MATTHEWS: Dana, put this back on the track of the big question I started with [NBC chief Washington correspondent] Norah [O'Donnell], which is the question a lot of people are going to be talking about for months, right through the election. Is this president now been challenged in his right as commander in chief to wage war as he sees fit?
MILBANK: Technically, he's been challenged in a legal sense. But let me say something crazy -- and that we'll see Hamdan, this case in the Supreme Court, as a huge victory for Bush. He'll be celebrating Hamdan the way the Muslims celebrate Ramadan.
MATTHEWS: That's the case that was just decided.
MILBANK: Absolutely. And what's happened here is now he gets to campaign --forget about The New York Times -- he can campaign against the Supreme Court. They can put legislation before the Congress that gives him exactly what he wants, force the Democrats to vote against him and say, "Those guys want to release all the terrorists." It's going to be the 2002 and 2004 campaign all over again.
No one on the show raised the issue of whether -- given Milbank's assertion that the administration's loss was actually a victory -- a decision by the Supreme Court upholding the administration's military tribunal policy would actually have constituted a loss.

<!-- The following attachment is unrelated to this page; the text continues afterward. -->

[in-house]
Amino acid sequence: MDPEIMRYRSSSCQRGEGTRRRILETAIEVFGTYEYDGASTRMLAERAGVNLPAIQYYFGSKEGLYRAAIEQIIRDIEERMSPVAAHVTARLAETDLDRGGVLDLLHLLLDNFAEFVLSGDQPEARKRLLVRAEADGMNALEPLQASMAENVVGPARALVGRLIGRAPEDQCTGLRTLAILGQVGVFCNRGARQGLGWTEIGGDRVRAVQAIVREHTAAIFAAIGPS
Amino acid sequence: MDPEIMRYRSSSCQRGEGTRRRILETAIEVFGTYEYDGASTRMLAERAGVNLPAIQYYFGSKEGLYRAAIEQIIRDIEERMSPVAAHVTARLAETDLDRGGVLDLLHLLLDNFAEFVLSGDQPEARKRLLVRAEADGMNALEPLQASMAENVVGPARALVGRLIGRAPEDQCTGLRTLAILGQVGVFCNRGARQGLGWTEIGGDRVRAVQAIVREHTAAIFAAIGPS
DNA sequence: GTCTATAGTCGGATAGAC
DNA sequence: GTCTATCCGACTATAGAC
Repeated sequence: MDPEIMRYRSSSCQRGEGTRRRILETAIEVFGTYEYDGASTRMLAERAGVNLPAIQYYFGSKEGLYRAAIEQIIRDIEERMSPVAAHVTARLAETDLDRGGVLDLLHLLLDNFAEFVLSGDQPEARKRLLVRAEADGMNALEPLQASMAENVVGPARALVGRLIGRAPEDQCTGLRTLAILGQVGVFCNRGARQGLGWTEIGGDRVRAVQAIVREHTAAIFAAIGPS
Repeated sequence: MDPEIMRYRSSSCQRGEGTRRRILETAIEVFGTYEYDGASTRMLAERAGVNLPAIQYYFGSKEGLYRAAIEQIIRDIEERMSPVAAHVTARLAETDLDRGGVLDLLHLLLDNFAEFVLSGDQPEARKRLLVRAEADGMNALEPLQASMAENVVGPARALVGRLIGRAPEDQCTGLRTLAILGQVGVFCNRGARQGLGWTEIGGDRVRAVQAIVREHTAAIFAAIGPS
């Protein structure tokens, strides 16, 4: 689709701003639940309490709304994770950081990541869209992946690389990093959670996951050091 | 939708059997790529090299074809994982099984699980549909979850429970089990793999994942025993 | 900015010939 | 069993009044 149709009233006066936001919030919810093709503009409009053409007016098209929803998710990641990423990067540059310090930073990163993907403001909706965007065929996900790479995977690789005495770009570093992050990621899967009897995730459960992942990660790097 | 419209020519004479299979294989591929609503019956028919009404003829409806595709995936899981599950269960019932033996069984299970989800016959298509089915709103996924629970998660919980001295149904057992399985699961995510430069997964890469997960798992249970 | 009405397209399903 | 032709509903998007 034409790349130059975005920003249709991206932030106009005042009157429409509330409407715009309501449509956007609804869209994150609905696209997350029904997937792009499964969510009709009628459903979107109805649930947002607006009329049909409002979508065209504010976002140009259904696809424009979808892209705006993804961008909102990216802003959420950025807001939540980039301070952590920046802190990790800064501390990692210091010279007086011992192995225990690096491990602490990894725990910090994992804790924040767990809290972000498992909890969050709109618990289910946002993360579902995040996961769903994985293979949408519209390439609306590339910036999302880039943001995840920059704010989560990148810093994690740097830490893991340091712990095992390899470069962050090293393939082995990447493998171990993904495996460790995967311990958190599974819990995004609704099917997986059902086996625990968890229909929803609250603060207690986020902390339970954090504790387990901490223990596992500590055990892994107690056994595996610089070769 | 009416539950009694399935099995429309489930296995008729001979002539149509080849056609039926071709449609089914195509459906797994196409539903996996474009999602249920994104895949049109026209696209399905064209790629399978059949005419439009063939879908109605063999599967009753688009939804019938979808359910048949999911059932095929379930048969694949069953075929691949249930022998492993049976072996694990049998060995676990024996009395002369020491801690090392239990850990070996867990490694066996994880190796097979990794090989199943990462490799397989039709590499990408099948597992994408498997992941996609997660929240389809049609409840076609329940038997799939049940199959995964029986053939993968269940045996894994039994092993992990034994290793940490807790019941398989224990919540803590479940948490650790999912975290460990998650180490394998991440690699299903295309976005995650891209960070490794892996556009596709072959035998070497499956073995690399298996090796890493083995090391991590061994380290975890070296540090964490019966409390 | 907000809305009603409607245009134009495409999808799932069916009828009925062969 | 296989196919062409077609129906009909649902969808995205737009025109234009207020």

Similarly, on the July 2 broadcast of NBC's Meet the Press, guest host and chief foreign correspondent Andrea Mitchell asked Wall Street Journal reporter John Harwood if the Hamdan ruling is "something that can actually work in the administration's favor." Harwood responded:
HARWOOD: It's embarrassing, internationally. It isolates the United States. It's a setback for the administration's philosophy. Politically, I think they could come out ahead on this, in part because, as we just heard [Sens.] Mitch McConnell [R-KY] and Chuck Schumer [D-NY] say, the U.S. Congress is going to take up, very soon, legislation giving the president this authority. That's a good subject for Republicans to be on.
HARWOOD: Andrea, the other thing this does politically is underscore the arguments of conservatives of why it's important to change the court. You had [Supreme Court justices Antonin] Scalia, [Clarence] Thomas, [Samuel] Alito, siding with the administration, and the administration was saying we need some more conservatives.